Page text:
She continued to ask questions that led me to realize a couple of things. First, it takes me years to develop trust when it comes to faith. You see, I’ve been one of those people whose been sucked in by those I deem more “spiritual” than me. It is not that I believed every word they said, but more like I viewed my own spirituality as inferior. I’m ashamed to admit, it is actually a form of idolatry. I went to them first instead of God which was a recipe for disaster.

Second, getting others opinions on people or things feels like gossip for me and it can skew my entire perspective. I witnessed this just recently in my life. Someone close to me began a relationship with another. Many wanted to give me their opinion of the situation… tell me what they thought. I decided quickly not to hear any of it. Not because they were not trustworthy, it might have been true information but I don’t think it was how God wanted me to make decisions in this situation. I’ve learned the hard way. I have to trust God first… go to Him first… allow Him time to answer when I seek Him. When I do, not only does He answer, He often gives me confirmation through someone or something.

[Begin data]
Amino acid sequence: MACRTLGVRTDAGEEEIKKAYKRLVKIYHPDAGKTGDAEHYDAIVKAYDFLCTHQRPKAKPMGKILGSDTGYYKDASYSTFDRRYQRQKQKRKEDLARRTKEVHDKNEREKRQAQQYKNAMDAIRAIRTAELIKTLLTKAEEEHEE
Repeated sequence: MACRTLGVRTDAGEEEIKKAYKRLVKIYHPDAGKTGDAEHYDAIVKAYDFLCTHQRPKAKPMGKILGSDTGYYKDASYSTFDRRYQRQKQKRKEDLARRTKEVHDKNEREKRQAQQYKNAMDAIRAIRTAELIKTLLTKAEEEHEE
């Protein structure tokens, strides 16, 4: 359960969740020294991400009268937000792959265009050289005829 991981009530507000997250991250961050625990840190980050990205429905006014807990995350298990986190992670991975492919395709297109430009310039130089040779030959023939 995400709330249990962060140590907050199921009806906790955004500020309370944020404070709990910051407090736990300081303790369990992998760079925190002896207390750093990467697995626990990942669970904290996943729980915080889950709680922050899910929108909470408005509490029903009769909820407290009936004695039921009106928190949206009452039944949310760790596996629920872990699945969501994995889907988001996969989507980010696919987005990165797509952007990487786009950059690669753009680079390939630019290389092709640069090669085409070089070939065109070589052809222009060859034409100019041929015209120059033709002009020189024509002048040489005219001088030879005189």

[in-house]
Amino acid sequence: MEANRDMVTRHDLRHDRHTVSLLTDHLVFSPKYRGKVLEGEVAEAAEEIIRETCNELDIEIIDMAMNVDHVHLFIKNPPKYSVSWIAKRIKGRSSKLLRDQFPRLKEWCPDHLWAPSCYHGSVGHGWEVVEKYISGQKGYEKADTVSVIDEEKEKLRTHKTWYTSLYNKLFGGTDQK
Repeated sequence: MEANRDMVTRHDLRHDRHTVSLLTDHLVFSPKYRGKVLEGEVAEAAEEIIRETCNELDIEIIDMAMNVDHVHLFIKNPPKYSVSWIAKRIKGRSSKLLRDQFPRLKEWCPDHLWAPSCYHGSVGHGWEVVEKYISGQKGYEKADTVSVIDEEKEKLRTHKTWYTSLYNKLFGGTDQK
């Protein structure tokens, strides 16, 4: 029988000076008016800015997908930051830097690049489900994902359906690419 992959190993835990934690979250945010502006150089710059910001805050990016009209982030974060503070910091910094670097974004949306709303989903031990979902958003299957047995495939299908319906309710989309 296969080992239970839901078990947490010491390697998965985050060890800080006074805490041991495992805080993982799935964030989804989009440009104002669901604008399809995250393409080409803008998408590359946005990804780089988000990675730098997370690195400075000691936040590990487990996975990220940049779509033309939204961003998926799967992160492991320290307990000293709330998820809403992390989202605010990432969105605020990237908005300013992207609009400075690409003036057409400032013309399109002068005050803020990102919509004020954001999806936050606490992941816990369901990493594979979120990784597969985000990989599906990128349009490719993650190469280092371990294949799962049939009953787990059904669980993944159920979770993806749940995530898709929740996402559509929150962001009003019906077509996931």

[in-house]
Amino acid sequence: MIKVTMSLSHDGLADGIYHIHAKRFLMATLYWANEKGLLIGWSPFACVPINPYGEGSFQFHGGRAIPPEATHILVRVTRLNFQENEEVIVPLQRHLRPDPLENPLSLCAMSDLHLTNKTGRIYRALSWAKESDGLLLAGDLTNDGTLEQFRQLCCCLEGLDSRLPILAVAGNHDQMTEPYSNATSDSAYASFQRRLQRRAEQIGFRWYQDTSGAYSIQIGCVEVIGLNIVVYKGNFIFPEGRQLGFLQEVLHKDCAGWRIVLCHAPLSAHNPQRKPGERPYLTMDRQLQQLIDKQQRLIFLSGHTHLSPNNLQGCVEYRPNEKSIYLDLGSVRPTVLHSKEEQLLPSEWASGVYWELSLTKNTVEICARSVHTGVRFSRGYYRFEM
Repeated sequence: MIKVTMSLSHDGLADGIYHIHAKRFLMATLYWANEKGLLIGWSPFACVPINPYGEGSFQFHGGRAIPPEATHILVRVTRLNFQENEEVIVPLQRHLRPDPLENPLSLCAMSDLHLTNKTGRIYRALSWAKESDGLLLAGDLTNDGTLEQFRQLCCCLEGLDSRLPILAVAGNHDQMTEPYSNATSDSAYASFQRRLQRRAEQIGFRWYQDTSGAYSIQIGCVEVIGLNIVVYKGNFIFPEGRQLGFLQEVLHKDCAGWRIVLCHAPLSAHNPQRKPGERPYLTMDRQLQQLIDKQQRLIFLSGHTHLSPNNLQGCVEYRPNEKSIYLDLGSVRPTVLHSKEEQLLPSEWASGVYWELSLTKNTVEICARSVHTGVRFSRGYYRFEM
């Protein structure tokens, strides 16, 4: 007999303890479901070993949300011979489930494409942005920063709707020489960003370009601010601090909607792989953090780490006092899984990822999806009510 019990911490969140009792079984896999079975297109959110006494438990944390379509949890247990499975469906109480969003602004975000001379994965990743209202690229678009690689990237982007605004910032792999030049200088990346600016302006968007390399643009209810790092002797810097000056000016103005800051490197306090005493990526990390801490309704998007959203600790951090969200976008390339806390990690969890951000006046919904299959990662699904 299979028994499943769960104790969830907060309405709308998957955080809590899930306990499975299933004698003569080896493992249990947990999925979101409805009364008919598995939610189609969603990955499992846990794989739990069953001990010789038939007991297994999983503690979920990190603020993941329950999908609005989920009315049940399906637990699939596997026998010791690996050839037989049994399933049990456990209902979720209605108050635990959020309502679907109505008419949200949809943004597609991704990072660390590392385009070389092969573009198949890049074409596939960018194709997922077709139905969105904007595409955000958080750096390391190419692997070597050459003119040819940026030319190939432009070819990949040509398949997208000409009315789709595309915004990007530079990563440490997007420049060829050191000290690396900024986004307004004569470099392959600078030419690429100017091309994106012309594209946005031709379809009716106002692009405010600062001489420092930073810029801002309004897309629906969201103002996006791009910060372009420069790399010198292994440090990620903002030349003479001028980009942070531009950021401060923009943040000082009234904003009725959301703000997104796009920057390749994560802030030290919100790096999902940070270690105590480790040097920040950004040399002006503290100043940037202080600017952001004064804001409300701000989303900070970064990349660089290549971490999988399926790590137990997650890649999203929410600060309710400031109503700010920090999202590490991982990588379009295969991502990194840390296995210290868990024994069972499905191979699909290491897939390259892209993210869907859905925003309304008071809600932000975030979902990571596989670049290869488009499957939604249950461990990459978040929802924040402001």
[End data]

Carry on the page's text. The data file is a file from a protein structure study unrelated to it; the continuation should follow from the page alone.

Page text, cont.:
We’ve established that people are not good, but we can always trust…

God is Good

If God is good and in control: Why do bad things happen to good people? This question troubles many. It’s even used by atheists to make people doubt the existence of God. For Believers this question sends many of us into a series of “ummms” and “errrrs,” eventually leading to an: I don’t know. It is something uncomfortable about our faith. Reconciling an almighty good God in a broken world.

We live in a secular world where good should only bring health, wealth, prosperity, and happiness. Why do bad things happen to those who love Christ? And where is God in all the turmoil?